Personally, I never missed a kick.  Some people might bring up the fact that I didn't attempt a kick and regurgitate that motivational "you miss 100% of the shots you don't take" stuff.  My stance is that given my near complete lack of athletic ability, my miss rate would be about 100% anyway, so why bother?  At least now I get to say that I never missed and then quickly change the subject.

I did have fun watching other people attempt some kicks.

And another attempt.  Note where the ball ends up in the last picture.  

I didn't switch in a picture from another series, I swear.  

Tuesday, September 13, 2011

Business advice from Big Head

The agenda for Tuesday
I've been away from the corporate world for two months now.  As I sit and think, it doesn't seem like I've done much or made much forward progress.  But then I look at the easel with my giant notepad full of stuff to do.  Pages full of lists, most of them with items crossed out as completed.  In a couple of months I've become a legitimate business with local, state, and federal tax IDs.  I have a bank account, an accountant, and a registered trade name.  I have all sorts of insurance and can take credit card payments.  There are Photo Steevo ads running in print and online.  I've gone from working with one other photographer to three.  I've sold big prints, signed wedding contracts, and have a cover shot on an upcoming magazine.  I'm going to Toastmasters meetings and getting involved with the New Orleans Photo Alliance.  In the next two months, business will take me to North Carolina, Ohio, and Florida.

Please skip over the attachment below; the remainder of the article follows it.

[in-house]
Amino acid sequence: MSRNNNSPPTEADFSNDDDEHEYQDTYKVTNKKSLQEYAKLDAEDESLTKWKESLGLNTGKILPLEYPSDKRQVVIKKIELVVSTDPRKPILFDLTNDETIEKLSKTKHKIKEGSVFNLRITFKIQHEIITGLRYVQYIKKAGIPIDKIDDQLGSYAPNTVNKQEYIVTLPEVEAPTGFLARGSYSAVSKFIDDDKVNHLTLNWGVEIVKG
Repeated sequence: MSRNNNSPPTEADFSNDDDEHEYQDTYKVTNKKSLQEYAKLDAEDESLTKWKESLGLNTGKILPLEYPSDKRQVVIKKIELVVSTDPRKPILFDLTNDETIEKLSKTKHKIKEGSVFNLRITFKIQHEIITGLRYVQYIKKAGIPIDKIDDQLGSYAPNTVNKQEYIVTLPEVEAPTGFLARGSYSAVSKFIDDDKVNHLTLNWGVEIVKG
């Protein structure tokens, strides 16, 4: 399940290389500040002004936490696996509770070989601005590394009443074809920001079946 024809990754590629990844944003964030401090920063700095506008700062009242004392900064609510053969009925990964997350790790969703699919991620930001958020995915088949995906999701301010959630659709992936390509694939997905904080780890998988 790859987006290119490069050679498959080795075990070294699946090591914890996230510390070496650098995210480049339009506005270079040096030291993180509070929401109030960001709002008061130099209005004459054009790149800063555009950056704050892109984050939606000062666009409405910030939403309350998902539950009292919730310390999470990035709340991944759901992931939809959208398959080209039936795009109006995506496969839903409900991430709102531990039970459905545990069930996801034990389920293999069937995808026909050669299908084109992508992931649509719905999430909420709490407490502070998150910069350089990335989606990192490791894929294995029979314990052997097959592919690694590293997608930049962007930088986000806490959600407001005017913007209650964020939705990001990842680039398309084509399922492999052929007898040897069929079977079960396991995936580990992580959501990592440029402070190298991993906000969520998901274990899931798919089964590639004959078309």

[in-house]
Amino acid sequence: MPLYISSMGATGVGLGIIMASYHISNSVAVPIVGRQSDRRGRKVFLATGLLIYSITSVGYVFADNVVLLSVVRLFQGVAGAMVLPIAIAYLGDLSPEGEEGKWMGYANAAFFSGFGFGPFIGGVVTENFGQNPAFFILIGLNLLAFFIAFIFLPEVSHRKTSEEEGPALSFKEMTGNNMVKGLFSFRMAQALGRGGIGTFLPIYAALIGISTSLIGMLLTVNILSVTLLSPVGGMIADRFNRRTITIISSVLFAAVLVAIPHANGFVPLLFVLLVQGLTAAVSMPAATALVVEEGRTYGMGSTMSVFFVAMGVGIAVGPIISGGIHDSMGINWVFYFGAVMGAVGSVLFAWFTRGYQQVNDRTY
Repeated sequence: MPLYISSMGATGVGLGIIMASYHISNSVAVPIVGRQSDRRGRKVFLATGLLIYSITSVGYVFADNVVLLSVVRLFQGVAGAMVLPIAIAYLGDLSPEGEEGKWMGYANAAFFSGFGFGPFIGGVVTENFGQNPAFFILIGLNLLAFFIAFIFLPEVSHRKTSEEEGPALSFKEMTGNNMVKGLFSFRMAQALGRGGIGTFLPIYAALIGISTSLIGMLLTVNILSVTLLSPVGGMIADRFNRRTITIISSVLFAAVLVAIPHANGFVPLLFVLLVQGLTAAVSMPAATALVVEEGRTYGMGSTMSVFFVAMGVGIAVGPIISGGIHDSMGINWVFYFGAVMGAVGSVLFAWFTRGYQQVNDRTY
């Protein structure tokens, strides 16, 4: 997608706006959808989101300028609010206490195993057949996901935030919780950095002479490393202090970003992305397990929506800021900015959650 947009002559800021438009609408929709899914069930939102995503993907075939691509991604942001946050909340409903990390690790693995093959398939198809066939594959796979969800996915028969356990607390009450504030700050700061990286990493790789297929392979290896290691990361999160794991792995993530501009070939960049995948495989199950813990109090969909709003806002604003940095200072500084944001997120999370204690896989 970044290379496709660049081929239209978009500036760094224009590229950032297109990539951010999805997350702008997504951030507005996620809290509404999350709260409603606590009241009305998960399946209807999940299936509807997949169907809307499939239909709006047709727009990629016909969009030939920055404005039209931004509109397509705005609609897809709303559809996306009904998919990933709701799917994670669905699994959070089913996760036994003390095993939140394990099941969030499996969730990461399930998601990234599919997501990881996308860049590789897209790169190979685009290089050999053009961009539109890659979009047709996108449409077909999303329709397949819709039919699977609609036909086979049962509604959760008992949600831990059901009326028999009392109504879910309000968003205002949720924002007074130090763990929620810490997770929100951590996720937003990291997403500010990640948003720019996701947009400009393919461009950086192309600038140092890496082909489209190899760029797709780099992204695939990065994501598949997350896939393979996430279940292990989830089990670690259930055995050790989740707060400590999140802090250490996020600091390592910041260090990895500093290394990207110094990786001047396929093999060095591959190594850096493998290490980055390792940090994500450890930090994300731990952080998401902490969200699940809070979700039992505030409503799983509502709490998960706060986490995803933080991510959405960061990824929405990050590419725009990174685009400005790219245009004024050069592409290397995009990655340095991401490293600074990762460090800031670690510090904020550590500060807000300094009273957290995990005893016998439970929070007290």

There's a little corner store two houses down from me run by a Vietnamese guy who calls himself Big Head.  It's a simple, cash only business, but it's his.  When we got to talking about me starting my business, he gave me one piece of advice - be patient.  Things will not always go as quickly or in the direction that you expect, but keep at it.